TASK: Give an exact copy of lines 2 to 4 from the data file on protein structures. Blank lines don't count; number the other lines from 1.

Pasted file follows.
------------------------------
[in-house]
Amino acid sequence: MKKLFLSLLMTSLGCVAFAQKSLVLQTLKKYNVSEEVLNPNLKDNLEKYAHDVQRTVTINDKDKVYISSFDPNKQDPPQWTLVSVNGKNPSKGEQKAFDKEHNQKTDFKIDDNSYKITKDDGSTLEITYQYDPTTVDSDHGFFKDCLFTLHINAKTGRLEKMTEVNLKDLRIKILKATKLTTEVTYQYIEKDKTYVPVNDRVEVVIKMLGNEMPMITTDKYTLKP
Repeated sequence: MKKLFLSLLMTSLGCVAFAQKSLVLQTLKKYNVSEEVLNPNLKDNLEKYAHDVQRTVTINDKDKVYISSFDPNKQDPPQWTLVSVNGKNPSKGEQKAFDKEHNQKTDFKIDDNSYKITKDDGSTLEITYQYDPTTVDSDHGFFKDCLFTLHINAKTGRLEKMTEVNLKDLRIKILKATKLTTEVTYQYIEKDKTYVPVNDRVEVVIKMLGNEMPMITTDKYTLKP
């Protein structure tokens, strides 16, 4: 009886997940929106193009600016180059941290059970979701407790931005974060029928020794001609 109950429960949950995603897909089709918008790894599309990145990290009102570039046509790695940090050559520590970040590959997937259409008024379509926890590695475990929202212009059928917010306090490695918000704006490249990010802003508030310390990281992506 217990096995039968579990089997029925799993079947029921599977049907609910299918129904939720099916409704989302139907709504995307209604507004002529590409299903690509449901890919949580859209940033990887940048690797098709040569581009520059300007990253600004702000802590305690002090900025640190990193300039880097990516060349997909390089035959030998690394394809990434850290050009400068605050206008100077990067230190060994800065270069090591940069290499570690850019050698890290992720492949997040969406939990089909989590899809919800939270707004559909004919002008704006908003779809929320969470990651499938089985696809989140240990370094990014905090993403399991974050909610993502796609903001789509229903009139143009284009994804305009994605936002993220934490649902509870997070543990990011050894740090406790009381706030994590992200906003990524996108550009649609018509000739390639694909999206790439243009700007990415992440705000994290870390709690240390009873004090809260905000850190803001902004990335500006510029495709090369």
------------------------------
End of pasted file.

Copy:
Amino acid sequence: MKKLFLSLLMTSLGCVAFAQKSLVLQTLKKYNVSEEVLNPNLKDNLEKYAHDVQRTVTINDKDKVYISSFDPNKQDPPQWTLVSVNGKNPSKGEQKAFDKEHNQKTDFKIDDNSYKITKDDGSTLEITYQYDPTTVDSDHGFFKDCLFTLHINAKTGRLEKMTEVNLKDLRIKILKATKLTTEVTYQYIEKDKTYVPVNDRVEVVIKMLGNEMPMITTDKYTLKP
Repeated sequence: MKKLFLSLLMTSLGCVAFAQKSLVLQTLKKYNVSEEVLNPNLKDNLEKYAHDVQRTVTINDKDKVYISSFDPNKQDPPQWTLVSVNGKNPSKGEQKAFDKEHNQKTDFKIDDNSYKITKDDGSTLEITYQYDPTTVDSDHGFFKDCLFTLHINAKTGRLEKMTEVNLKDLRIKILKATKLTTEVTYQYIEKDKTYVPVNDRVEVVIKMLGNEMPMITTDKYTLKP
């Protein structure tokens, strides 16, 4: 009886997940929106193009600016180059941290059970979701407790931005974060029928020794001609 109950429960949950995603897909089709918008790894599309990145990290009102570039046509790695940090050559520590970040590959997937259409008024379509926890590695475990929202212009059928917010306090490695918000704006490249990010802003508030310390990281992506 217990096995039968579990089997029925799993079947029921599977049907609910299918129904939720099916409704989302139907709504995307209604507004002529590409299903690509449901890919949580859209940033990887940048690797098709040569581009520059300007990253600004702000802590305690002090900025640190990193300039880097990516060349997909390089035959030998690394394809990434850290050009400068605050206008100077990067230190060994800065270069090591940069290499570690850019050698890290992720492949997040969406939990089909989590899809919800939270707004559909004919002008704006908003779809929320969470990651499938089985696809989140240990370094990014905090993403399991974050909610993502796609903001789509229903009139143009284009994804305009994605936002993220934490649902509870997070543990990011050894740090406790009381706030994590992200906003990524996108550009649609018509000739390639694909999206790439243009700007990415992440705000994290870390709690240390009873004090809260905000850190803001902004990335500006510029495709090369």